“Family Open Day” focus on role of households in achieving peace and fight gender-based violence
On Thursday 28 November, a steaming Juba was joyously shaken by the reverberations of singing and dancing emanating from a community-wide event at Jubek Model School. The happening emphasized not only the role of families in creating unity, but also the importance of knowing the content of the revitalized peace agreement and fighting gender-based violence.
With more than 1,500 participants present, including students from 20 schools across the capital and throngs of beaming parents, the day-long “Family Open Day” affair, organized in tandem by the United Nations Mission in South Sudan and the ministry of education, transformed the school into a hotbed of fun, complete with relay races and cultural performances.
“I made some new friends here, and I hope we will stay in touch. I am grateful for days like this that show us the beauty of coexisting harmoniously,” said Garang Wol Kiir, a student from Royal Star secondary school.
This potent message, which coincides with the spirit of the world-wide 16 Days of Activism campaign against gender-based violence, was imbued into the different activities transpiring that afternoon, such as the “human rights hula hoop ring toss” and the “tag of peace.”
“I learned from the three-legged race that we can dispel hatred if we trust each other and work together,” said Assunta Anjilo, a student from the hosting school who clearly picked up on the benefits of teamwork.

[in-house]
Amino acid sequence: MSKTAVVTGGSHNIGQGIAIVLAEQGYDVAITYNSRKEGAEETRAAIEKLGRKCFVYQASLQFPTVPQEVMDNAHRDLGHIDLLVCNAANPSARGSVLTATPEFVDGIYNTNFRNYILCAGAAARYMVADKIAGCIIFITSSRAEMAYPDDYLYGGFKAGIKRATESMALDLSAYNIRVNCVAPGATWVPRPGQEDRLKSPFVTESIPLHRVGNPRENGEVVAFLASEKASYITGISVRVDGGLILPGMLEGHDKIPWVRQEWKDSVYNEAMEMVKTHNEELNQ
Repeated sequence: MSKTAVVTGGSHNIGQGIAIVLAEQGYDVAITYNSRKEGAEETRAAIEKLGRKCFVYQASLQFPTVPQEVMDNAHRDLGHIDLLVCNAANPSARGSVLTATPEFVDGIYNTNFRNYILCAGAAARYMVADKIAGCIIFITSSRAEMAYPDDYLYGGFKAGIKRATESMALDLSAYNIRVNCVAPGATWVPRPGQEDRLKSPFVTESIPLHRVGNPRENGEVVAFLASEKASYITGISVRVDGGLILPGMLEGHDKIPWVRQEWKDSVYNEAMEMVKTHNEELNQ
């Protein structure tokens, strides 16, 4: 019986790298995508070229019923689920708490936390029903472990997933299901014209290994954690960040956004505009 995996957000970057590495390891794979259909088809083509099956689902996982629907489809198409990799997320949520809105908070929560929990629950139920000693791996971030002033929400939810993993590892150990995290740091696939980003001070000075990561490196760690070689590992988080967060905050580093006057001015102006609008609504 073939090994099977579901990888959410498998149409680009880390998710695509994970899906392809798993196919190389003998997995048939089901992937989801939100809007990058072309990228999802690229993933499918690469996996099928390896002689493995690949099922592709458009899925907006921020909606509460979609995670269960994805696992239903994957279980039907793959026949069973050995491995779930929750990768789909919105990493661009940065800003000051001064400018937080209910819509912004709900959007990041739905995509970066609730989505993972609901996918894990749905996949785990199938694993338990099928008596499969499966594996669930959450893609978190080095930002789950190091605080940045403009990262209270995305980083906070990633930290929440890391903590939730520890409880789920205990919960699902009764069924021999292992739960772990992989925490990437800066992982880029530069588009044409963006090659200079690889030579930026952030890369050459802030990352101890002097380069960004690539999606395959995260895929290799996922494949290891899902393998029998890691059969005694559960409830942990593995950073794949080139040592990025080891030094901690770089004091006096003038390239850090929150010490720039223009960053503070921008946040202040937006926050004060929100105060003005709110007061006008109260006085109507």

Youth were not the only ones feeling inspired to take the reins of positive change. Parents joining in on the action also experienced the power of teamwork in bringing durable peace to the war-torn nation.
“These games teach us to combine efforts with our children to achieve the peace that we so long for,” said Vicky Waraka, as she proudly watched her daughter display her athletic talents.
After taking a breather from their rigorous endeavors, participants could also enjoy folk entertainment put on by students from the Chinese Friendship School and Nepalese peacekeepers serving with the UN mission, as well as listen to lectures on land mine awareness provided by the United Nations Mine Actions Services.
The festive occasion was also beheld by public leaders such as the National Pre-Transition Committee representative Simon Arkangelo. He urged attendees to stay optimistic in the face of the recent one-hundred-day extension of South Sudan’s pre-transitional period, and to learn as much as possible about the content of the revitalized peace agreement.
“You need to understand the details of the agreement so that you can own it and live by it. That way the atmosphere of peace experienced here today can continue,” he told the crowd.